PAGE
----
The Encyclopedia of the New York Stage, 1940-1950

By Samuel L. Leiter | Go to book overview

TAKE A BOW [Revue] D: Wally Wanger; CH: Marjery Fielding; S: Kaj Velden; C: Ben Wallace; P: Lou Walters; T: Broadhurst Theatre; 6/15/44 (12)

The onslaught of attempts to revive vaudeville in the 1940s suffered a mild setback with this uninspired show featuring Jay C. Flippen as MC, with piano-playing Chico Marx of the Marx Brothers attempting without much success to infuse the evening with madcap zaniness. Flippen's material was musty and sometimes off- color. The acts all seemed old-hat, although several of them did momentarily enliven the evening, especially the acrobatic Whitson Brothers and a talented baggy- pants pantomime comedian and banjo player named Gene Sheldon. Among his numbers was an old poker-game skit called "Don't Play with Strangers," which he shared with Marx, and which came from the Marx Brothers' hit of many years earlier, The Cocoanuts*.

The program was filled out with such entertainers as tap dancer Johnny Mack; white-haired soft-shoe man Pat Rooney, celebrating his fiftieth year in vaudeville; magician "Think-a-Drink" Hoffman, who made any kind of drink appear on demand from two empty shakers and a pitcher of water; comedy singers Cross and Dunn; ballroom dance experts Mary Raye and Naldi; and others.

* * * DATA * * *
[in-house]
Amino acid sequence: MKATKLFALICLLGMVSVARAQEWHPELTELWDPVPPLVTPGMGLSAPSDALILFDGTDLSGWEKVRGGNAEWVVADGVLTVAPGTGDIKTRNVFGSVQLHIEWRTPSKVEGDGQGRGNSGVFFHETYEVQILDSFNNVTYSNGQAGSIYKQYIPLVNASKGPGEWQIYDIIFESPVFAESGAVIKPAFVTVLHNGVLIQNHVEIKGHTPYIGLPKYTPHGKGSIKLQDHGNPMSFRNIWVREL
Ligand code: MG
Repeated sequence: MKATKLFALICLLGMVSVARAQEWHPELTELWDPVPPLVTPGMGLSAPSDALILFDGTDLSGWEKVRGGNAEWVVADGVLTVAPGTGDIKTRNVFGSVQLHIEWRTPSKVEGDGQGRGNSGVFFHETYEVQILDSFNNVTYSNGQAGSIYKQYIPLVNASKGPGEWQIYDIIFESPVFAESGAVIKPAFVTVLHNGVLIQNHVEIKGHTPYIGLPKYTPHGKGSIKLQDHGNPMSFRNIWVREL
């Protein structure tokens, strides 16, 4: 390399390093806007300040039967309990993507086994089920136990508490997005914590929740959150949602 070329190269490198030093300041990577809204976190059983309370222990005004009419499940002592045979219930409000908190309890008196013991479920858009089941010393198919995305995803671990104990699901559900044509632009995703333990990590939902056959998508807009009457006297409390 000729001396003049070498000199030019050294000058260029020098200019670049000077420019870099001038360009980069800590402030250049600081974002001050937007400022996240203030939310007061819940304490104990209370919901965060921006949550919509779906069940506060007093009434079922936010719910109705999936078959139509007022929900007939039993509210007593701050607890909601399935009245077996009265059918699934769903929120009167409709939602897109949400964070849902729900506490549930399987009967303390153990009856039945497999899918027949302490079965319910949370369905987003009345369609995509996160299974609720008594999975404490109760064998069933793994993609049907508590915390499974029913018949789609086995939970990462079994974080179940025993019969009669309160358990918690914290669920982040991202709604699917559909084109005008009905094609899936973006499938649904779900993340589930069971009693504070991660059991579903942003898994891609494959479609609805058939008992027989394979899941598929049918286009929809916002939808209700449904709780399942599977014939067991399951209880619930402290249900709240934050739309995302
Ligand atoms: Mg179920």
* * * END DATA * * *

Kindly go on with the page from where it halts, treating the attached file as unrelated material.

Those who liked this sort of show felt that it was a decent example of the genre. Such was Howard Barnes ( NYHT), who termed it "familiar, fast-paced and funny." Those who did not--the majority--thought it a dull and routine assortment of acts completely lacking in variety. This group included Burton Rascoe ( NYWT), who claimed that the show "is thrown together haphazardly and without taste."

TAKE IT AS IT COMES [Comedy/Broadcasting/Crime/Drugs/Family/Journalism/Marriage/Politics/Small Town/Youth] A: E. B. Morris; D: Anthony Brown; S: Perry Watkins; P: Armin L. Robinson; T: Forty-eighth Street Theatre; 2/10/44 (16)

There were few takers for this "mechanical and tedious little banality about the ups and downs of a small-town family," as Burton Rascoe ( NYWT) described it. The play was "dull, harmless, straggling," said Ward Morehouse ( NYS). E. B. Morris was the pseudonym of a Warner Brothers attorney named Morris Ebbenstein.